Winter can be a struggle for me. I long for idyllic, colorful autumn to continue unabated, but instead the land has taken on a stark barrenness. The joy and fun of the holidays is a distant memory. Springtime feels like a universe away.
The shorter daylight hours and frequent overcast have me thirsty for light. I feel the beginnings of seasonal affective disorder setting in. Carbohydrates are calling my name. This, for me is the dead of winter.
When these feelings take hold in January and February, I know it’s time for some photographic self-care. Inspiration is my natural medicine. The camera is the pathway to the cure for my winter blues. It’s time to push through the resistance of physical and mental lethargy, get out into the land again, and create.
Seeking inspiration in winter requires me to look beyond the surface, to see more simply – and yet simultaneously deeper – to discover what the landscape is offering me. The easy pickings of spring and fall are non-existent, so I must let go of expectations and focus on being out there, experiencing things and receiving the little gifts when I find them.
Photographically it’s a return to foundational, unadorned subject matter – trees, water, sky, rocks. Seeing these basic elements with fresh eyes. And watching for the favorable conditions of low and clear winter sunlight, fresh snow, ice formations, reflections, or compelling clouds.
With color being rather scarce in the dead of winter, I’m looking for subtle shades and using the tools available in developing the digital negative to coax out all the potential. At times, I’m able to use a brilliant winter blue sky as my color palette, and for other scenes, I find that black & white perfectly suits their winter personality.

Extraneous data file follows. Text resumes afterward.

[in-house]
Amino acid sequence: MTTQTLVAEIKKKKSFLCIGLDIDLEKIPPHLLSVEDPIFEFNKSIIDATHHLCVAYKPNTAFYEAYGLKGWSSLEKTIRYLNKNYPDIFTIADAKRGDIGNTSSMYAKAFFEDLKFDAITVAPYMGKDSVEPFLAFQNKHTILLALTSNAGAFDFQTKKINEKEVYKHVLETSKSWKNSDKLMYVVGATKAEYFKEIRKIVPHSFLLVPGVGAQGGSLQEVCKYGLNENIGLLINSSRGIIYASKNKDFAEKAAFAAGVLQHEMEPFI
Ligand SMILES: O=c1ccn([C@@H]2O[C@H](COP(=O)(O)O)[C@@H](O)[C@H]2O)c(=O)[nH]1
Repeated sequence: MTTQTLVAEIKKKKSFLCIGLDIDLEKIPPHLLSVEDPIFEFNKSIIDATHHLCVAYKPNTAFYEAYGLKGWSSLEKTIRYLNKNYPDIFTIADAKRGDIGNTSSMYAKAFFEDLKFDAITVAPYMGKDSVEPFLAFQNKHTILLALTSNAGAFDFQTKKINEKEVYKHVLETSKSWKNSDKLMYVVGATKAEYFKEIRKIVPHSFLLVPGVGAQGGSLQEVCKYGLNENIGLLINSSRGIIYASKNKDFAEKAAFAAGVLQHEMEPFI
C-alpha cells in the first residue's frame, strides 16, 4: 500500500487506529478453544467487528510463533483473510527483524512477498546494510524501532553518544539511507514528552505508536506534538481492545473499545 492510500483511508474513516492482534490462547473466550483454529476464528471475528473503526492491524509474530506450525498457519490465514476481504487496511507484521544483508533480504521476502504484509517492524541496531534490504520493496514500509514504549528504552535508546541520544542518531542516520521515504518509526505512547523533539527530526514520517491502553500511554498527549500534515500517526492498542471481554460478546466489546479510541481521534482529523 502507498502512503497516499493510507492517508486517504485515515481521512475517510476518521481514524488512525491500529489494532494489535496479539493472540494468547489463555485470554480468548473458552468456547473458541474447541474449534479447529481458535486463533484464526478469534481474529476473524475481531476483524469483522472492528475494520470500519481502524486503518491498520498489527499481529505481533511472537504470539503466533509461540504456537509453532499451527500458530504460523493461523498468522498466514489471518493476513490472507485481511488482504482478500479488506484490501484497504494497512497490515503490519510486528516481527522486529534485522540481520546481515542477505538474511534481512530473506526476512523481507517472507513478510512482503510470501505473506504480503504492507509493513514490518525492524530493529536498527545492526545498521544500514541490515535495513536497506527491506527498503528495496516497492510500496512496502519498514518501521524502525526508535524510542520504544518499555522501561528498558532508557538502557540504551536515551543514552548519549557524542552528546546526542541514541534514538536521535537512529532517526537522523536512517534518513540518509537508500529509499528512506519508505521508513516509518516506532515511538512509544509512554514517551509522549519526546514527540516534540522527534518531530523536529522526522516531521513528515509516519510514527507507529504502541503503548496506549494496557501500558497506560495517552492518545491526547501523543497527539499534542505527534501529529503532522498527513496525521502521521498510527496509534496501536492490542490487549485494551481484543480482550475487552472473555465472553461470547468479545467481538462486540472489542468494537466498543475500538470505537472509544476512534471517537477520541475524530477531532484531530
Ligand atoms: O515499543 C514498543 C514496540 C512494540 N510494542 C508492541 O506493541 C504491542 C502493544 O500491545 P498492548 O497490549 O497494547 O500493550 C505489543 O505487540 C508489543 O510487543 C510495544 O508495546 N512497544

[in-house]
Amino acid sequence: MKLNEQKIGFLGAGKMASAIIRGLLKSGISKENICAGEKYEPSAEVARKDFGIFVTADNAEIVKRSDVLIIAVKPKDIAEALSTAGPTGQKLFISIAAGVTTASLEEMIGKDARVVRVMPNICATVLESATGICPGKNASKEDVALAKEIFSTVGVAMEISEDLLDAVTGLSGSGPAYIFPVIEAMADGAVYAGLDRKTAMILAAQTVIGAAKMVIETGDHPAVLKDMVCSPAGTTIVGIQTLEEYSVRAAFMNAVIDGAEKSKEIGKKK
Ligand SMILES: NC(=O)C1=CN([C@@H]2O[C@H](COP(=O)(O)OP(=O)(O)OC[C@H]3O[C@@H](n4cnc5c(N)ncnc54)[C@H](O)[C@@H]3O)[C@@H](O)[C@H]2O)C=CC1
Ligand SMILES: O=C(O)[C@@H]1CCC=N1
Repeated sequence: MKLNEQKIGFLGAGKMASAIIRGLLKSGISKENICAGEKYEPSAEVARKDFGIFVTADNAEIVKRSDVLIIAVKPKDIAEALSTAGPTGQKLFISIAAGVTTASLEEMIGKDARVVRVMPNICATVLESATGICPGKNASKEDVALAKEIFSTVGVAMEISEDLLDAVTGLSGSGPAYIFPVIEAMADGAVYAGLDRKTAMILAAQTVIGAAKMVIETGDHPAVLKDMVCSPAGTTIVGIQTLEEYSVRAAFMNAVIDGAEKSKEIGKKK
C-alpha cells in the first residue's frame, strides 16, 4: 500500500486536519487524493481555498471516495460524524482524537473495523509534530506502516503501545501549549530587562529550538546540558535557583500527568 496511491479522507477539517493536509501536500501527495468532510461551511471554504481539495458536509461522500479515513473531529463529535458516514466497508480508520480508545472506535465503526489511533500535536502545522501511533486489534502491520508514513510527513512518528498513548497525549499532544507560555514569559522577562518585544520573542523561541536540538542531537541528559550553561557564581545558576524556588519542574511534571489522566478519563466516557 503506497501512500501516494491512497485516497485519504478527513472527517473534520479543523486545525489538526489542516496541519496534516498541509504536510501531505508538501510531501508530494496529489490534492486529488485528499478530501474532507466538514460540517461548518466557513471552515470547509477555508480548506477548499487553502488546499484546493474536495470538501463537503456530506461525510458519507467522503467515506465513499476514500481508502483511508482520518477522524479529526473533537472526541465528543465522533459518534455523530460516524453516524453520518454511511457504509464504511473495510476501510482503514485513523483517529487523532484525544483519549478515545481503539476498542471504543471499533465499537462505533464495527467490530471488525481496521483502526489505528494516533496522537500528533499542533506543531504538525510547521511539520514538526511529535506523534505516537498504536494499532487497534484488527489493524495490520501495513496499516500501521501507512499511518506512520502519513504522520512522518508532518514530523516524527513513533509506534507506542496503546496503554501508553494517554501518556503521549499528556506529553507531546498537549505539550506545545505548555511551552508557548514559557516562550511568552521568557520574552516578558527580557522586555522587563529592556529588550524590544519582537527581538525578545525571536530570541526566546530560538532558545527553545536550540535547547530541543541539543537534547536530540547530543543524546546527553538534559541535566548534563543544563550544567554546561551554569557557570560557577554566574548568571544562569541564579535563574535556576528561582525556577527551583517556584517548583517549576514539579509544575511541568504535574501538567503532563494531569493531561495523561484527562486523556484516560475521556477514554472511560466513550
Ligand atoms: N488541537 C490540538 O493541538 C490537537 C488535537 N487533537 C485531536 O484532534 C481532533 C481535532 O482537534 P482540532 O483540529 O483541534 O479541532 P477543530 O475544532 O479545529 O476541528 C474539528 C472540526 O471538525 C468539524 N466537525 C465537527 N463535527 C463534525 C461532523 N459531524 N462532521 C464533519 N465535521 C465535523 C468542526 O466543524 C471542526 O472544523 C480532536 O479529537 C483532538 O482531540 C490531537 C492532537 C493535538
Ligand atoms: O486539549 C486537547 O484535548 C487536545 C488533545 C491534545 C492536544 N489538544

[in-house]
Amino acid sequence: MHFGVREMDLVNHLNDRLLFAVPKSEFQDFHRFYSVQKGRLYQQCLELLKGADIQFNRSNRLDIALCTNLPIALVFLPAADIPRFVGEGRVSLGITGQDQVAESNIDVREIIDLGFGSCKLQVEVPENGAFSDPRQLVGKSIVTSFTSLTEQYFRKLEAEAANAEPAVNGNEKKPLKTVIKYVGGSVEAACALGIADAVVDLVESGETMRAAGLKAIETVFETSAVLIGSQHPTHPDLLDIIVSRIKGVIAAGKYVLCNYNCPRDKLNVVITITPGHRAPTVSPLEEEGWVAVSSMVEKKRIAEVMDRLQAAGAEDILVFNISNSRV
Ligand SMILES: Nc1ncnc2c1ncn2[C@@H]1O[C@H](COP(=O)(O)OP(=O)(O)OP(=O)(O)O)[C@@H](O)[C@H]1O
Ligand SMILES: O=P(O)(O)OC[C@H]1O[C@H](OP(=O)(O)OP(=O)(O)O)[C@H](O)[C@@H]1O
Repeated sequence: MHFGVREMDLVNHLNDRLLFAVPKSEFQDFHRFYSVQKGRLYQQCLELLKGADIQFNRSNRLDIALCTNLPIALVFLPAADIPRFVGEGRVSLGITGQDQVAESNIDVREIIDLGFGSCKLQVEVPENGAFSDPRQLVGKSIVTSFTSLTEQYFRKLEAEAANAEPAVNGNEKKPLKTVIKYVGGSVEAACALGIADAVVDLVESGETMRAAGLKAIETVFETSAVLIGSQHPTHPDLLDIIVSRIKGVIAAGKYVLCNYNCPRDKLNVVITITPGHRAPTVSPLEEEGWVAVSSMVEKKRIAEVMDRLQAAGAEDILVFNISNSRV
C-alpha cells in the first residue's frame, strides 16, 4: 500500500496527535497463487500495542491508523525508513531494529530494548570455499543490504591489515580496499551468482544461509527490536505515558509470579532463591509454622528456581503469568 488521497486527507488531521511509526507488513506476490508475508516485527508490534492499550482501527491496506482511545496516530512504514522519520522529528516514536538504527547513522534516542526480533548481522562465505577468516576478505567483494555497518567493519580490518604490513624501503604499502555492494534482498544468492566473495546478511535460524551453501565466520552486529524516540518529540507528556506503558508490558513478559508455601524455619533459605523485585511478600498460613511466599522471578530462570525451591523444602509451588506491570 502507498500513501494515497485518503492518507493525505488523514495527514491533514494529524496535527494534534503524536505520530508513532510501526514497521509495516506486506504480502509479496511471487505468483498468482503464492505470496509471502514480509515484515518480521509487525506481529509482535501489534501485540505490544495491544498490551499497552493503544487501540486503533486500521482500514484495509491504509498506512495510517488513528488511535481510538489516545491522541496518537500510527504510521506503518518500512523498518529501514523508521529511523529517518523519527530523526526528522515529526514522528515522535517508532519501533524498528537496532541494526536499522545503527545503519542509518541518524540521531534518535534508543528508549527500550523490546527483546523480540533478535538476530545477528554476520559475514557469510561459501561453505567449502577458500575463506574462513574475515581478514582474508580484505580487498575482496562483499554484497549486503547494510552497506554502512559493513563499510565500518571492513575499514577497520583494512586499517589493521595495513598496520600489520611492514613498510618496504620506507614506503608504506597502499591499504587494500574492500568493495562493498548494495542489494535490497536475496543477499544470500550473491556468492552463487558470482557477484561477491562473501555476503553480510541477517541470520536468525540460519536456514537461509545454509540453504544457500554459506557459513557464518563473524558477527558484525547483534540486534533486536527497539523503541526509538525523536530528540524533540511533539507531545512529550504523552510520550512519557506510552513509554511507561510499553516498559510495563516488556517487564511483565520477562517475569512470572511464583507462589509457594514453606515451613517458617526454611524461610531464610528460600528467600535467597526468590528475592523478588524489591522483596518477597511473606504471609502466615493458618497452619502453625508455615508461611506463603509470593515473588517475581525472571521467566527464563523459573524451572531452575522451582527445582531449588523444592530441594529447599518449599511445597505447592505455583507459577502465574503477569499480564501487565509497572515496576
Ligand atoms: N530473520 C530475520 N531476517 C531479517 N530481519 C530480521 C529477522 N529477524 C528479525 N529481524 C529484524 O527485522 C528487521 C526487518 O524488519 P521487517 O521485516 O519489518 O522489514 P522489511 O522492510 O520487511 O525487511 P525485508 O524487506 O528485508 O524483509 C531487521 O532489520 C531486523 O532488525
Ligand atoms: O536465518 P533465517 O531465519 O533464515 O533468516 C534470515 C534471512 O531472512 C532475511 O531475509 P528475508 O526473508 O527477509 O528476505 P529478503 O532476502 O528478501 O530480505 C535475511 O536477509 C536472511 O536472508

Most of my inspiration-seeking happens locally, within an hour of my Ohio home. The Midwest is not high on the list of landscape photographers seeking grandeur and glory, but there is a quiet and gentle beauty here when I allow my eyes to see it, and it’s a kind of beauty I find soul-soothing and calming. My philosophy of “there is beauty everywhere” is put to the test in the real world when I head out with camera in hand in winter, exploring my humble region.
On occasion, it means forcing myself out of winter blues mode onto the road, traveling away from the everyday familiarity to shake things up. Recently I found myself driving through Alabama in February and was delighted to find a tall waterfall to focus on with the simplicity of black & white tones. And driving further afield into the Southwest, I’ve enjoyed the elements of bare winter trees and rocks, sometimes decorated with snow.
The results of seeking beauty when it feels so elusive to my winter-worn soul are very much worth the effort. Finding those small sublime scenes and savoring the moments is the primary reward and does wonders for my moods. Afterward back at home the rewards continue when I develop the images and especially when I make a print – reliving the creative inspiration is more of that powerful feel-good medicine. And finally, sharing the best of my winter images with others, whether friends and family or strangers on the internet, can bring blessings to folks who may also be struggling in winter and could use their own glimpse of soul-lifting beauty.
Though winter can be challenging for me, it is a necessary part of the seasonal cycles. And I’m reminded that when I intentionally engage the season creatively rather than retreat into easy despair, then I benefit and grow. Pushing through resistance in the dead of winter has once again brought life and renewal to my mind and emotions, and birthed a few more photographs that are now dear to my heart.